It is around this time every year that I start obsessively checking the National Snow and Ice Data Centre (NSIDC) website to look at the latest measurements of Arctic sea ice. I have no idea why I do this – I’m not an expert on ice, I have never been to the Arctic, and I certainly don’t like the cold. But there is something awe-inspiring about the dramatic changes taking place in this region, and I cannot help being struck by the idea that humans may play a dominant role in transforming this most hostile of environments. What is more, this year is already breaking the record for the lowest observed sea ice extent, and there are still some weeks to go before this melt season ends.
What does this phenomenon have to do with hydrology? On the surface, not much. But look down into the oceans, or higher up into the atmosphere, and the potential for a melting Arctic to affect other parts of the world becomes apparent. One of the main impacts is that the increased warming of the Arctic relative to the tropics will mean that the temperature gradient (the difference in temperature between the tropics and higher latitudes) will decrease, with this gradient being a major driver of atmospheric and oceanic circulation. Thus, circulation patterns in the northern hemisphere might change, affecting where it rains and by how much. A second impact is that although melting of the ice cap will not change sea levels directly, the increased temperatures in the region might cause an increase in the melt rates of the surrounding ice, including a possible acceleration of the melting of the Greenland ice sheet. This melting could in turn cause global ocean levels to rise, potentially increasing flood risk in many coastal regions.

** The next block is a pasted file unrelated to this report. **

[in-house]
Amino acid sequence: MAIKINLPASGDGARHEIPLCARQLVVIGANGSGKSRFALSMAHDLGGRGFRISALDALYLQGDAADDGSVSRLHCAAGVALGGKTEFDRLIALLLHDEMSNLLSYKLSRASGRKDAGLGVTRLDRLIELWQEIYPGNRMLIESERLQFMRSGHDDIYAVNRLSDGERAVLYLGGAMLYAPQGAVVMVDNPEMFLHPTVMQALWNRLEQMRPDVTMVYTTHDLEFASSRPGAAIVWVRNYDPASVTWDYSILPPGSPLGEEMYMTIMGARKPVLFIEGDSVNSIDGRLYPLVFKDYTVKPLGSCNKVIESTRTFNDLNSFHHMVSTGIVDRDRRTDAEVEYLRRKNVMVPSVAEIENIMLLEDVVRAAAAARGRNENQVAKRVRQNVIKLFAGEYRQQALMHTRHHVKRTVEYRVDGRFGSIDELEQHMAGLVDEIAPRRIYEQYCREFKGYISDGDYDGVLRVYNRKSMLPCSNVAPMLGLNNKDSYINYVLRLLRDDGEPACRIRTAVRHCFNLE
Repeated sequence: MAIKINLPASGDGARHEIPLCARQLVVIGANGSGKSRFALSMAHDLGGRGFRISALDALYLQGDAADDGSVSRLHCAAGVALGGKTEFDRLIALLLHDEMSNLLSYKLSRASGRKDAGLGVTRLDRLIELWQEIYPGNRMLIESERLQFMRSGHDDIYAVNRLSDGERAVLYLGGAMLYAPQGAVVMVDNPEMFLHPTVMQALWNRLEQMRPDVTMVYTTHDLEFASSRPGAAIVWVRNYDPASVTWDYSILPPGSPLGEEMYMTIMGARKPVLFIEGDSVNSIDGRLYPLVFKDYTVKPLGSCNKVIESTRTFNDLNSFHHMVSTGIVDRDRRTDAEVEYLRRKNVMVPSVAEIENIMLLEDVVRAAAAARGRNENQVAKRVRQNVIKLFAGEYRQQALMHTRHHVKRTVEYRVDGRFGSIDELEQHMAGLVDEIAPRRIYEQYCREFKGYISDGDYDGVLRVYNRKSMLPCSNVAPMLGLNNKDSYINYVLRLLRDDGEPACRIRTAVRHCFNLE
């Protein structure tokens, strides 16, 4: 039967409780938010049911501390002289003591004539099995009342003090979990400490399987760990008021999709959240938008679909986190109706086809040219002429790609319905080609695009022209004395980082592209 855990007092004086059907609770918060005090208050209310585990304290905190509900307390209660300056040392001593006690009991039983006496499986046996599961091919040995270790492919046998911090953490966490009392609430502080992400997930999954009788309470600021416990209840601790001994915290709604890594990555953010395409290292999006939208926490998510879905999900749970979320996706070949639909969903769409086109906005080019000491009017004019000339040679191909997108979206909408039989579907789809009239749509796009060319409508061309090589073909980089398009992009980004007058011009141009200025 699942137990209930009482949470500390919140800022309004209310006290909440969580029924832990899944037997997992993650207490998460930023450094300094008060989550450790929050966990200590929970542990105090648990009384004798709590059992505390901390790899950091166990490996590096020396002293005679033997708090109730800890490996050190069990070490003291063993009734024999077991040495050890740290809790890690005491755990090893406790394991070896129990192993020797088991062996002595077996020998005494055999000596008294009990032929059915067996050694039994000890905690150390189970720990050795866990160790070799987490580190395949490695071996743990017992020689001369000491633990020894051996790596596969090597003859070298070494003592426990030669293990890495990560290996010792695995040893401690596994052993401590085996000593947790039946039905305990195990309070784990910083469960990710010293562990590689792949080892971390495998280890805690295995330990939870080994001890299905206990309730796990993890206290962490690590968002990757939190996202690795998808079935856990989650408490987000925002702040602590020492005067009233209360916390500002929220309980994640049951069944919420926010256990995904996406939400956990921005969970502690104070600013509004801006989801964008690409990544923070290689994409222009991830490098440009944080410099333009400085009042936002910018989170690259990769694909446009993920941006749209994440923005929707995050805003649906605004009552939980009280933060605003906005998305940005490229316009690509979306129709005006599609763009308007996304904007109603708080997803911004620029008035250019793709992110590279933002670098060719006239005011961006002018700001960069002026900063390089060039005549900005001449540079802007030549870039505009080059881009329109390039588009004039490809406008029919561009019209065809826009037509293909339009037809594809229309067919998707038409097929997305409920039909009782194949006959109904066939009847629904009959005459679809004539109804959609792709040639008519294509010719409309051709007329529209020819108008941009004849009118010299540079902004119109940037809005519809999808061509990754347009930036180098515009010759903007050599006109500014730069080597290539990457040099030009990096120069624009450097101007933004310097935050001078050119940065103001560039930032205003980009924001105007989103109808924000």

It is therefore concerning that climate models have been poor predictors of the speed of the transformation which is taking place in this region. As can be seen in this figure which was presented on the NSIDC website several weeks ago, although climate models do tend to agree that the Arctic sea ice will melt, they have underestimated the speed of the recent change. Given that our projections of future rainfall patterns also come from these models, this might mean that the potential implications of the Arctic melt on the hydrological cycle might also be underestimated, or at the very least we must accept that we cannot understand all the possible effects of these remarkable changes.
Sometimes one can only stop and reflect on the power of humanity to modify our environment, where a region which was practically inaccessible to explorers as little as a century ago is now being transformed by us before our very eyes.